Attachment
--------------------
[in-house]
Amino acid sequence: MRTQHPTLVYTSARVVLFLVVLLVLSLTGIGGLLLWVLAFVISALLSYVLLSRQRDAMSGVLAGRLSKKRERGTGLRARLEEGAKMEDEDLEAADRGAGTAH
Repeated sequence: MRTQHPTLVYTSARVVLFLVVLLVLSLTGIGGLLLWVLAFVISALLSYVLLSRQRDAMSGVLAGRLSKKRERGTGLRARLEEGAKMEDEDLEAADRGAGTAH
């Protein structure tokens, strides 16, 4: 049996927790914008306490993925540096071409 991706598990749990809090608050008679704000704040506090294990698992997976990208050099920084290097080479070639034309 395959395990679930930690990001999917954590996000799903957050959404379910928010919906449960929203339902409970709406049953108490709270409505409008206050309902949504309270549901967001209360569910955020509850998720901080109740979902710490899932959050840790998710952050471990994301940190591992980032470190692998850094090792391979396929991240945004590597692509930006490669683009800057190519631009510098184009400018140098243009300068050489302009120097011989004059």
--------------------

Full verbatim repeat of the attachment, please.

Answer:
[in-house]
Amino acid sequence: MRTQHPTLVYTSARVVLFLVVLLVLSLTGIGGLLLWVLAFVISALLSYVLLSRQRDAMSGVLAGRLSKKRERGTGLRARLEEGAKMEDEDLEAADRGAGTAH
Repeated sequence: MRTQHPTLVYTSARVVLFLVVLLVLSLTGIGGLLLWVLAFVISALLSYVLLSRQRDAMSGVLAGRLSKKRERGTGLRARLEEGAKMEDEDLEAADRGAGTAH
């Protein structure tokens, strides 16, 4: 049996927790914008306490993925540096071409 991706598990749990809090608050008679704000704040506090294990698992997976990208050099920084290097080479070639034309 395959395990679930930690990001999917954590996000799903957050959404379910928010919906449960929203339902409970709406049953108490709270409505409008206050309902949504309270549901967001209360569910955020509850998720901080109740979902710490899932959050840790998710952050471990994301940190591992980032470190692998850094090792391979396929991240945004590597692509930006490669683009800057190519631009510098184009400018140098243009300068050489302009120097011989004059």